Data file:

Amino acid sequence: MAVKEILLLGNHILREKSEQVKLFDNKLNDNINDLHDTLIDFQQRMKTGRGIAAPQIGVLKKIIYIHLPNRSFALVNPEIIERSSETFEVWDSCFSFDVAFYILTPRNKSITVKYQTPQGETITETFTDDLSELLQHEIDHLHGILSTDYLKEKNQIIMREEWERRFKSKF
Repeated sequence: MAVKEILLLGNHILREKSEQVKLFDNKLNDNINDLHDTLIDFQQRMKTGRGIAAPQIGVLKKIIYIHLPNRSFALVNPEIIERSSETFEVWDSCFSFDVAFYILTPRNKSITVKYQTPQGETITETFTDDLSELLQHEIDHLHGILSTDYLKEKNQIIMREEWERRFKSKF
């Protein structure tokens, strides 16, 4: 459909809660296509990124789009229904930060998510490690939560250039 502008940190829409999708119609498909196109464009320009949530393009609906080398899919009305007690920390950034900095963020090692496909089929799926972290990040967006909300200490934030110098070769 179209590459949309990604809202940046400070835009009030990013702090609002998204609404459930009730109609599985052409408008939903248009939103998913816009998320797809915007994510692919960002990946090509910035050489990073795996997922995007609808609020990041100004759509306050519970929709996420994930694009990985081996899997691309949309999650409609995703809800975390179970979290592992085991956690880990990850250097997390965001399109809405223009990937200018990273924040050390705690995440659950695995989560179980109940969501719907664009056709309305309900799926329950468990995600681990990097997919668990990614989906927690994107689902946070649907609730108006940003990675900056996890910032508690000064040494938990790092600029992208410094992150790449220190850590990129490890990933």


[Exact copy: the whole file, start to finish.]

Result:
Amino acid sequence: MAVKEILLLGNHILREKSEQVKLFDNKLNDNINDLHDTLIDFQQRMKTGRGIAAPQIGVLKKIIYIHLPNRSFALVNPEIIERSSETFEVWDSCFSFDVAFYILTPRNKSITVKYQTPQGETITETFTDDLSELLQHEIDHLHGILSTDYLKEKNQIIMREEWERRFKSKF
Repeated sequence: MAVKEILLLGNHILREKSEQVKLFDNKLNDNINDLHDTLIDFQQRMKTGRGIAAPQIGVLKKIIYIHLPNRSFALVNPEIIERSSETFEVWDSCFSFDVAFYILTPRNKSITVKYQTPQGETITETFTDDLSELLQHEIDHLHGILSTDYLKEKNQIIMREEWERRFKSKF
């Protein structure tokens, strides 16, 4: 459909809660296509990124789009229904930060998510490690939560250039 502008940190829409999708119609498909196109464009320009949530393009609906080398899919009305007690920390950034900095963020090692496909089929799926972290990040967006909300200490934030110098070769 179209590459949309990604809202940046400070835009009030990013702090609002998204609404459930009730109609599985052409408008939903248009939103998913816009998320797809915007994510692919960002990946090509910035050489990073795996997922995007609808609020990041100004759509306050519970929709996420994930694009990985081996899997691309949309999650409609995703809800975390179970979290592992085991956690880990990850250097997390965001399109809405223009990937200018990273924040050390705690995440659950695995989560179980109940969501719907664009056709309305309900799926329950468990995600681990990097997919668990990614989906927690994107689902946070649907609730108006940003990675900056996890910032508690000064040494938990790092600029992208410094992150790449220190850590990129490890990933």